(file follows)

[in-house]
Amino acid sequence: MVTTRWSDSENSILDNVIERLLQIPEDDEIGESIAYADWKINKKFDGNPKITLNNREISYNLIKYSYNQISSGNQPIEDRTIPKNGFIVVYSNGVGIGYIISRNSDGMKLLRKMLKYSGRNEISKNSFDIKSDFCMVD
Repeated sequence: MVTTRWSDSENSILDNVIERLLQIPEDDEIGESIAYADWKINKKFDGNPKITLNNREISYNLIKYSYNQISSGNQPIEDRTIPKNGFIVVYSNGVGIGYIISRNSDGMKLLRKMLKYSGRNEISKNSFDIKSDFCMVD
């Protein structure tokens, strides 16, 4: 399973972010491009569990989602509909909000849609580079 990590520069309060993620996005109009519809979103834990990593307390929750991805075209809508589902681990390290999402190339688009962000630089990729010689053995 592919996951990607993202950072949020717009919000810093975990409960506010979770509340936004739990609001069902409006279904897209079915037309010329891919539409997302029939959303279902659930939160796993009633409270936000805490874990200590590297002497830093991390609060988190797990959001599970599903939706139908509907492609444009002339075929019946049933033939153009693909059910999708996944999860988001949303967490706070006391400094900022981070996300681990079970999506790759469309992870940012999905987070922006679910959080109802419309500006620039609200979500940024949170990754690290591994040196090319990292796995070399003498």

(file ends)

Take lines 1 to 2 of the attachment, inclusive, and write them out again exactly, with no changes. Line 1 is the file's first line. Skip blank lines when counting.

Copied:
[in-house]
Amino acid sequence: MVTTRWSDSENSILDNVIERLLQIPEDDEIGESIAYADWKINKKFDGNPKITLNNREISYNLIKYSYNQISSGNQPIEDRTIPKNGFIVVYSNGVGIGYIISRNSDGMKLLRKMLKYSGRNEISKNSFDIKSDFCMVD